III. Numerical Example 1
1. Our world consists of two people, living on two separate islands
2. They can each produce only one thing
3. two resources on each island
B. Island 1- Robinson Crusoe
1. works 8 hours per day
− 3 fish/hour
− 2 coconuts/hour
2. The cost of 1 fish is 2/3 coconut.
3. The cost of 1 coconut is 1 ½ fish.
C. Island 2- Tom Hanks
1. Works 8 hours per day
− 2 fish/hour
− 3 coconuts/hour 2. The cost of 1 fish is 1½ coconuts.
3. The cost 1 coconut is 2/3 fish.
D. Opportunity Costs:
1. Fish are cheaper on Crusoe Island.
2. Coconuts are cheaper on Hanks Island.
E. Trade and Specialization:
1. What is production when Hanks and Crusoe spend ½ day on
Crusoe Island 12 8
Hanks Island 8 12
Total 20 20
2. What is production if each specializes?
Crusoe Island 24 0
Hanks Island 0 24
Total 24 24
3. What if they trade 12 fish (from Crusoe Island) for 12 coconuts
(from Hanks Island)?
Crusoe Island 12 12
Hanks Island 12 12
Total 24 24
− When they trade, both are better off. (can consume more).
IV. Numerical Example 2
A. Crusoe Island
1. Works 8 hours/day
− 3 fish/hour
− 2 coconuts/hour
2. 1 fish costs 2/3 coconuts.
3. 1 coconut costs 1 ½ fish.
B. Hanks Island
1. Works 8 hours/day
− 2 fish/hour − 1 coconut/hour
2. 1 fish costs ½ coconut
3. 1 coconut costs 2 fish.
C. Hanks spends 4 hours fishing and Crusoe spends 2 hours fishing
Crusoe Island 6 12
Hanks Island 8 4
Total 14 16
D. What happens if they specialize?
Crusoe Island 0 16
Hanks Island 16 0
Total 16 16
E. Robinson Crusoe trades 4 coconuts for 7 fish (price negotiated)
Crusoe Island 7 12
Hanks Island 9 4
Total 16 16
F. They are still better off by 1 fish than if they had not specialized, even
though Tom Hanks kinds sucks overall. January 29 Class Notes 9/25/13 10:39 PM
I. Review of Comparative Advantage
A. Thinking about comparative advantage and trade
1. Trade leads to cooperation between stats/individuals (NOT
2. If trade makes people better off, self sufficiency makes people
B. An Example:
1. Crusoe: 1 coconut costs him 1.5 fish
− He would like to get more than 1.5 fish for each coconut
he gives up, say 1.75 fish
2. Hanks: 1 coconut costs 2 fish.
− He would like to get 1 coconut for less than 2 fish, say
3. Thus, they are both better off at this price
C. When trade won’t occur
1. If the price is greater the opportunity cost.
2. Terms of Trade are important.
D. Trade as a Roundabout Way of Producing Things
1. Even though Crusoe was only producing coconuts, he was also
producing fish because he trades the coconuts for the fish and
is thus consuming both.
II. US Trade & Comparative Advantage
A. What Does the US Export and Import?
1. Exports 2011 ($ Billions)
− Machinery $205.2
− Electronic Equipment $158.9
− Oil $129.5
− Vehicles $119.5
− Medical & Tech Equipment $79.1
− Precious Metals $71.8
− Plastics $58.6
− Organic Cehmical $45.6
− Pharmaceuticals $38.8
2. Imports 2011 ($ Billions)
− Oil $464.3
− Machinery $293.9 − Electronic Equipment $283.3
− Vehicles $206.0
− Medical & Tech Equipment $67.1
− Precious Metals $66.1
− Pharmaceuticals $66.0
− Organic Chemicals $57.0
B. Who Does the US Export to And Import From
1. Exports $1,480 Billion
− We tend to trade with countries very close to us, or very
wealthy like us
ú South Korea
ú Hong Kong
2. Imports 2,207.8 Billion
− Most are wealthy, industrialized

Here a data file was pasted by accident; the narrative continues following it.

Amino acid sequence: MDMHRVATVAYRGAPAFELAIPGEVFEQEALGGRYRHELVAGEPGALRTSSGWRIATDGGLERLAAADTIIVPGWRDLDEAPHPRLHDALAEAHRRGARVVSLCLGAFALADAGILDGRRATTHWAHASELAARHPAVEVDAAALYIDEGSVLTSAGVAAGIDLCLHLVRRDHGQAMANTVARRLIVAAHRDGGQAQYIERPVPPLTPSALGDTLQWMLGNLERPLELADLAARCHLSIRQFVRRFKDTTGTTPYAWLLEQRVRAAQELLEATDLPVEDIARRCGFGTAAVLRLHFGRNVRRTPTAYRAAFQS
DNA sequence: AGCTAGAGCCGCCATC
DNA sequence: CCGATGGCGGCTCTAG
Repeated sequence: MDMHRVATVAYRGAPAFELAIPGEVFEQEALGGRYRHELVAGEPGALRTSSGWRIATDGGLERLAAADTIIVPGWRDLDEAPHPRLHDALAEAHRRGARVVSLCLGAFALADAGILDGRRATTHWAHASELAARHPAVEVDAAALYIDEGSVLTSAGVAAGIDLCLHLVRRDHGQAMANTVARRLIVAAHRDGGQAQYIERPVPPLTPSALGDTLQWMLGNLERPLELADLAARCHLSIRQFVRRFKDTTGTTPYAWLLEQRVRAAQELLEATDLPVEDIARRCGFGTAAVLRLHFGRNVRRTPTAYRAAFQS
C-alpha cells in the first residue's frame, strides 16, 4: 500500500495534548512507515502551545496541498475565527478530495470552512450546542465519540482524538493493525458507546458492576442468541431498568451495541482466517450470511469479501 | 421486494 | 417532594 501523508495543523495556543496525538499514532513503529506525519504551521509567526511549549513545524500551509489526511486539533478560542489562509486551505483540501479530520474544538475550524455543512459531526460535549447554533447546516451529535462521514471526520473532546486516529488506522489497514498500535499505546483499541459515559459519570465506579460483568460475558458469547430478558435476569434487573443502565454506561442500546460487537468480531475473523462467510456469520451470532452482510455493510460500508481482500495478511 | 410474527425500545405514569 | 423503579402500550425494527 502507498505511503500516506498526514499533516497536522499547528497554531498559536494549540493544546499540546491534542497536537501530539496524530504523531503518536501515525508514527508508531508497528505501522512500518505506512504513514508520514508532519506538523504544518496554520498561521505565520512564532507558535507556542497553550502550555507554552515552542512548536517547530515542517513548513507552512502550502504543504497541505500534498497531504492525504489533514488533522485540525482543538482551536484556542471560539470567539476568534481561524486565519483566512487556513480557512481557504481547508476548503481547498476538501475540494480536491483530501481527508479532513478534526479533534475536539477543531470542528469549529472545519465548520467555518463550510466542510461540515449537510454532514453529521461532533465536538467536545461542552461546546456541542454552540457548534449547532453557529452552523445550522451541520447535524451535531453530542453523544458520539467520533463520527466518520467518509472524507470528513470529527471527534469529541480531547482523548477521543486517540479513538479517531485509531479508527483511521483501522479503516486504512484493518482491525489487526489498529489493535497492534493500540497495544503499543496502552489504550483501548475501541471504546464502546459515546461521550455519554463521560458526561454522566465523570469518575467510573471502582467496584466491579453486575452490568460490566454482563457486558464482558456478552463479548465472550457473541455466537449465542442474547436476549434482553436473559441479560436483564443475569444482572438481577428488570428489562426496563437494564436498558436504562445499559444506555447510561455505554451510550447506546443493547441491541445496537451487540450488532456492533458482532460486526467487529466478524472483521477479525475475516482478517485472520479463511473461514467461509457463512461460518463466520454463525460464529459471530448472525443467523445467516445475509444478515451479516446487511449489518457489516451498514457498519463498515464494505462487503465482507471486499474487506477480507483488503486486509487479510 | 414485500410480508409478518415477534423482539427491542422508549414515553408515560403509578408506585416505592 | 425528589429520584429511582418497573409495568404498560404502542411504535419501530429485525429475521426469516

ú South Korea
ú Saudi Arabia
C. Don’t We Need Manufacturing Jobs?
1. Overall decline in share of US employees since 1980
2. Manufacturing output continually rising − We just need fewer people to successfully manufacture
− This is largely due to technological advance
III. Does trade really make people better off? A Simulation
A. No one traded based on prices
B. Likert scale of happiness grows with opportunities to trade
C. Symbolizes reallocation of goods in economy
D. Information is important in trade
IV. January 31 Class Notes
I. Establishing Prices
A. They are what they are- Not Objective.
B. Depicts ideas about value
1. Not based on intrinsic worth, rather what people are willing to
2. Diamonds vs. Water
II. Law of demand
A. People are willing to buy things, based on how much money they have
and how much they want a good/service
1. This is objective.
2. Value of item
B. Demand Shifters
− Inferior goods: people consume less of these as their
ú Ramen noodles
3. Tastes and Preferences
4. Expectations of Future Prices
− Cost of flashlight in week leading up to hurricane
5. Prices of Related Goods
ú Skis and Ski Poles
ú Gasoline and Cars
ú If the price of a substitute goes down, the demand
rises for both products
ú Coke & Pepsi February 4 Class Notes
A. Law of Supply
1. Holding everything else in the world constant, at a higher price
suppliers are willing and able to produce more product
− Opportunity costs
B. Supply Shifters
1. Price of Inputs
− When the price of inputs rises, supply curve shifts to the
right (not sure I get this)
− When superior technology develops, supply curve shifts to
3. Taxes & Subsidies
− If there is a tax, demand curve shifts to the left.
− If there is a subsidy, demand curve shifts to the right.
4. Natural Weather
5. Number of producers
− Shifts curve to right.
II. Equilibrium Price and Quantity
A. Price of oil
1. Upward sloping supply curve (as price rises, quantity produced
2. Downward sloping demand curve (as price rises, quantity
3. At one price, the desires of both intersect. This is the
equilibrium, or market-clearing price-quantity combination.
B. Excess Supply
1. Occurs when price lends itself to producing more than
demanded. (produce surplus)
− Produce less & lower price
ú This lower price increases quantity demanded
− Stockpile surplus Happy Valentine’s Day, BITCHZ 9/25/13 10:39 PM
I. How markets work
• Limitations GDP: Girls Don’t Poop